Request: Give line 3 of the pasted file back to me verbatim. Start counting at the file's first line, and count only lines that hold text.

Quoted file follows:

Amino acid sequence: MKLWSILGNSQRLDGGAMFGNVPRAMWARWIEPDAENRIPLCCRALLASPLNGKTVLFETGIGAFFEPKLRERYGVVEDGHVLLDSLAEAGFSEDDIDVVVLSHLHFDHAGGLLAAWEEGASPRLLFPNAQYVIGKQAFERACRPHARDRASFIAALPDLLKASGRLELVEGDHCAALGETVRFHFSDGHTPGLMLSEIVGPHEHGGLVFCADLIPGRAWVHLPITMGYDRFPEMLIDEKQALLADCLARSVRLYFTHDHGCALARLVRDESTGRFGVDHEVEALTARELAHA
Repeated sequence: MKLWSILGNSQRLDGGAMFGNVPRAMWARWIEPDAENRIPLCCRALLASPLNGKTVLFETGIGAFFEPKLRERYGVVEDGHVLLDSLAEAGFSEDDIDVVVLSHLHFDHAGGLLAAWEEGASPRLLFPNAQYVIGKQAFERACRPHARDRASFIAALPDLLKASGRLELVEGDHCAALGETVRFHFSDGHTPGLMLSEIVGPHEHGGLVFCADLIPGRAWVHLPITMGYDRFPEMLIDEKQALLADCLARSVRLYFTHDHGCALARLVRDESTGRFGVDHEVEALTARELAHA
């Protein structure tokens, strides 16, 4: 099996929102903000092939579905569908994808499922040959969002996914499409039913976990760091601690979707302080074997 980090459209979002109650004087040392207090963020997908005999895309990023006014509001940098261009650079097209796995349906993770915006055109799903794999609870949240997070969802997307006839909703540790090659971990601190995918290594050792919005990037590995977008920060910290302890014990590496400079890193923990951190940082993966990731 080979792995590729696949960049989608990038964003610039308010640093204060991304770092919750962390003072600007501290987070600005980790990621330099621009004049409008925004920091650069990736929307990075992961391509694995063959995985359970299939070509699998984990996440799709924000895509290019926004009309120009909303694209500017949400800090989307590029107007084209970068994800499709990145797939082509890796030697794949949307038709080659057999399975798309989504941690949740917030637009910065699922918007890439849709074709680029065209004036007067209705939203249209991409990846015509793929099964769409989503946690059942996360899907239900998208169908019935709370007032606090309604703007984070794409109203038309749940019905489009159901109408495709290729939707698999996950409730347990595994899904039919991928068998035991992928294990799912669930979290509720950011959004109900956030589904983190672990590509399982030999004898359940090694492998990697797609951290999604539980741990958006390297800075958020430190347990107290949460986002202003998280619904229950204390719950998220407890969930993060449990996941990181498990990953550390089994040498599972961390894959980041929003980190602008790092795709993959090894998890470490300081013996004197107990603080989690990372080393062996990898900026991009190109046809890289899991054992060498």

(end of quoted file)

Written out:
């Protein structure tokens, strides 16, 4: 099996929102903000092939579905569908994808499922040959969002996914499409039913976990760091601690979707302080074997 980090459209979002109650004087040392207090963020997908005999895309990023006014509001940098261009650079097209796995349906993770915006055109799903794999609870949240997070969802997307006839909703540790090659971990601190995918290594050792919005990037590995977008920060910290302890014990590496400079890193923990951190940082993966990731 080979792995590729696949960049989608990038964003610039308010640093204060991304770092919750962390003072600007501290987070600005980790990621330099621009004049409008925004920091650069990736929307990075992961391509694995063959995985359970299939070509699998984990996440799709924000895509290019926004009309120009909303694209500017949400800090989307590029107007084209970068994800499709990145797939082509890796030697794949949307038709080659057999399975798309989504941690949740917030637009910065699922918007890439849709074709680029065209004036007067209705939203249209991409990846015509793929099964769409989503946690059942996360899907239900998208169908019935709370007032606090309604703007984070794409109203038309749940019905489009159901109408495709290729939707698999996950409730347990595994899904039919991928068998035991992928294990799912669930979290509720950011959004109900956030589904983190672990590509399982030999004898359940090694492998990697797609951290999604539980741990958006390297800075958020430190347990107290949460986002202003998280619904229950204390719950998220407890969930993060449990996941990181498990990953550390089994040498599972961390894959980041929003980190602008790092795709993959090894998890470490300081013996004197107990603080989690990372080393062996990898900026991009190109046809890289899991054992060498």